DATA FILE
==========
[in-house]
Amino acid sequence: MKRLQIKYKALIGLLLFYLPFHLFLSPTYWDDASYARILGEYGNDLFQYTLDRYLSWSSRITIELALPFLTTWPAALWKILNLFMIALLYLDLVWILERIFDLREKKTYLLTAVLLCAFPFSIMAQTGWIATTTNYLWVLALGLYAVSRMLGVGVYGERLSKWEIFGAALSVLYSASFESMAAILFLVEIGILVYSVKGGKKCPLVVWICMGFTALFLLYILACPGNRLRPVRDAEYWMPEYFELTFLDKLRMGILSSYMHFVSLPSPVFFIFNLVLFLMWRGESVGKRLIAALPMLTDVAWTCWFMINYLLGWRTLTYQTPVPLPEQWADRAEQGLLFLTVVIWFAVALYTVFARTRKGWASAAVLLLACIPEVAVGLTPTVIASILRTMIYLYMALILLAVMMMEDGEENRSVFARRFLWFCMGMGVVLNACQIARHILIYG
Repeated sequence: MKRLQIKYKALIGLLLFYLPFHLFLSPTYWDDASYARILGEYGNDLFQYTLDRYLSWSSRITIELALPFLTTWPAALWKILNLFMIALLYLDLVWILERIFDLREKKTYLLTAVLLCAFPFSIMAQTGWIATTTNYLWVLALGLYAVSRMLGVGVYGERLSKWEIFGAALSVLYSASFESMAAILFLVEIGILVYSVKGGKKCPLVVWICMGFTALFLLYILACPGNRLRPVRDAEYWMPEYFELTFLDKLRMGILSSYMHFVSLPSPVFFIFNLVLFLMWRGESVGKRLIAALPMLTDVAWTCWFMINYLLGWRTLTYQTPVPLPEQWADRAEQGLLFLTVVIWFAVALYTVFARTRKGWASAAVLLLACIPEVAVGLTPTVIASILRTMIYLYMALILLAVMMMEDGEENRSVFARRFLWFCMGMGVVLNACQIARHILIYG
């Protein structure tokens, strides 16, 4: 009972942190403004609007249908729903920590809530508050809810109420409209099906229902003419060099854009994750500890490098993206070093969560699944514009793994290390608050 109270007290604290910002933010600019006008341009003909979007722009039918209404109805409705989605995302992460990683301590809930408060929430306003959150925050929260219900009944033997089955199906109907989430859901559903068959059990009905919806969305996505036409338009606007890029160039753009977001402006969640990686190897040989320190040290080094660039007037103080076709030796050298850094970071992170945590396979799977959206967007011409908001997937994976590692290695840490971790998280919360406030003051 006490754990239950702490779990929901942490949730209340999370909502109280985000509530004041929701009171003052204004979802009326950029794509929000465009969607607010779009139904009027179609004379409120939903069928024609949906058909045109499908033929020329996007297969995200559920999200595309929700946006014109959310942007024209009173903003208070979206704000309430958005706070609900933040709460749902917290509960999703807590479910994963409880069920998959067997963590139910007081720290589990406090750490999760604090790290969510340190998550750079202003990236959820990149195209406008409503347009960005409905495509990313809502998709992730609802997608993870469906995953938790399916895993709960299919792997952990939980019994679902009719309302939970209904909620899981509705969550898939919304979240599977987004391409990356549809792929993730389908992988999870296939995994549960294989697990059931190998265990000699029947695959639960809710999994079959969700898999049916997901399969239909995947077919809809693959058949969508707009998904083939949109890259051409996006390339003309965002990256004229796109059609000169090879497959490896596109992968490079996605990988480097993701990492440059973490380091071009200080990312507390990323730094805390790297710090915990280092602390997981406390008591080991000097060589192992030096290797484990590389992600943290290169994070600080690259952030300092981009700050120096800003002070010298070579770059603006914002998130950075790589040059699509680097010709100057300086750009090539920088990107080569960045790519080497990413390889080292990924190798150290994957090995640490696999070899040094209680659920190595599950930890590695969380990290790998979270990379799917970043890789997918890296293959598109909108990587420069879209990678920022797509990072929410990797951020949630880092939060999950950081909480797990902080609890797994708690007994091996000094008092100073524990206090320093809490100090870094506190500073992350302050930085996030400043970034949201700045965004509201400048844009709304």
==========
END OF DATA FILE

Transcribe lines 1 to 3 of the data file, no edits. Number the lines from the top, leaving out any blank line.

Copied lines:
[in-house]
Amino acid sequence: MKRLQIKYKALIGLLLFYLPFHLFLSPTYWDDASYARILGEYGNDLFQYTLDRYLSWSSRITIELALPFLTTWPAALWKILNLFMIALLYLDLVWILERIFDLREKKTYLLTAVLLCAFPFSIMAQTGWIATTTNYLWVLALGLYAVSRMLGVGVYGERLSKWEIFGAALSVLYSASFESMAAILFLVEIGILVYSVKGGKKCPLVVWICMGFTALFLLYILACPGNRLRPVRDAEYWMPEYFELTFLDKLRMGILSSYMHFVSLPSPVFFIFNLVLFLMWRGESVGKRLIAALPMLTDVAWTCWFMINYLLGWRTLTYQTPVPLPEQWADRAEQGLLFLTVVIWFAVALYTVFARTRKGWASAAVLLLACIPEVAVGLTPTVIASILRTMIYLYMALILLAVMMMEDGEENRSVFARRFLWFCMGMGVVLNACQIARHILIYG
Repeated sequence: MKRLQIKYKALIGLLLFYLPFHLFLSPTYWDDASYARILGEYGNDLFQYTLDRYLSWSSRITIELALPFLTTWPAALWKILNLFMIALLYLDLVWILERIFDLREKKTYLLTAVLLCAFPFSIMAQTGWIATTTNYLWVLALGLYAVSRMLGVGVYGERLSKWEIFGAALSVLYSASFESMAAILFLVEIGILVYSVKGGKKCPLVVWICMGFTALFLLYILACPGNRLRPVRDAEYWMPEYFELTFLDKLRMGILSSYMHFVSLPSPVFFIFNLVLFLMWRGESVGKRLIAALPMLTDVAWTCWFMINYLLGWRTLTYQTPVPLPEQWADRAEQGLLFLTVVIWFAVALYTVFARTRKGWASAAVLLLACIPEVAVGLTPTVIASILRTMIYLYMALILLAVMMMEDGEENRSVFARRFLWFCMGMGVVLNACQIARHILIYG